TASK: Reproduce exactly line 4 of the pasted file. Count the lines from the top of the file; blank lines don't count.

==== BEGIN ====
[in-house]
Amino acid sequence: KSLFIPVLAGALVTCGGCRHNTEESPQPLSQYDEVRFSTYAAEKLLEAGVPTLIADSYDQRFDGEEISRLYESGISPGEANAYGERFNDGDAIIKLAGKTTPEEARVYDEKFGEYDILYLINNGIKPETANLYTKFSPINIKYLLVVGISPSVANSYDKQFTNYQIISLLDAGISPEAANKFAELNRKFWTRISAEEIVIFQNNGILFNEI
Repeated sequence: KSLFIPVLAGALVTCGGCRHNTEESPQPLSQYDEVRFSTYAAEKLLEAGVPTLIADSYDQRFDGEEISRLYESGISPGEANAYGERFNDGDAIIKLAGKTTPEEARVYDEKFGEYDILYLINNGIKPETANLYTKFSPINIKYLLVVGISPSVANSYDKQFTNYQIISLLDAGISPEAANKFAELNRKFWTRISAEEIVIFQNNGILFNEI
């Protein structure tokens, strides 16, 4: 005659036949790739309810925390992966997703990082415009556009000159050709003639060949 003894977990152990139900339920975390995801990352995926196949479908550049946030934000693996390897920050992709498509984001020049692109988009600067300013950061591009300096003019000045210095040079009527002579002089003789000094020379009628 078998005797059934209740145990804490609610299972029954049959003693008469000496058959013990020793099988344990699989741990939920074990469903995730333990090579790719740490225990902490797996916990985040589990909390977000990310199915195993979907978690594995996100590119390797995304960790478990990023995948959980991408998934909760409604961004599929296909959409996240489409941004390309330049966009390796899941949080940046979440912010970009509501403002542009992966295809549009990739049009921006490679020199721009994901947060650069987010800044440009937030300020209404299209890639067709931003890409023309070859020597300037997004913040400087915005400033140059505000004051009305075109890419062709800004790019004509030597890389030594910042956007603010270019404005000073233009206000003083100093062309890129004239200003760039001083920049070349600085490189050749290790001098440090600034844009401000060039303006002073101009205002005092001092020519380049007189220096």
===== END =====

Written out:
């Protein structure tokens, strides 16, 4: 005659036949790739309810925390992966997703990082415009556009000159050709003639060949 003894977990152990139900339920975390995801990352995926196949479908550049946030934000693996390897920050992709498509984001020049692109988009600067300013950061591009300096003019000045210095040079009527002579002089003789000094020379009628 078998005797059934209740145990804490609610299972029954049959003693008469000496058959013990020793099988344990699989741990939920074990469903995730333990090579790719740490225990902490797996916990985040589990909390977000990310199915195993979907978690594995996100590119390797995304960790478990990023995948959980991408998934909760409604961004599929296909959409996240489409941004390309330049966009390796899941949080940046979440912010970009509501403002542009992966295809549009990739049009921006490679020199721009994901947060650069987010800044440009937030300020209404299209890639067709931003890409023309070859020597300037997004913040400087915005400033140059505000004051009305075109890419062709800004790019004509030597890389030594910042956007603010270019404005000073233009206000003083100093062309890129004239200003760039001083920049070349600085490189050749290790001098440090600034844009401000060039303006002073101009205002005092001092020519380049007189220096």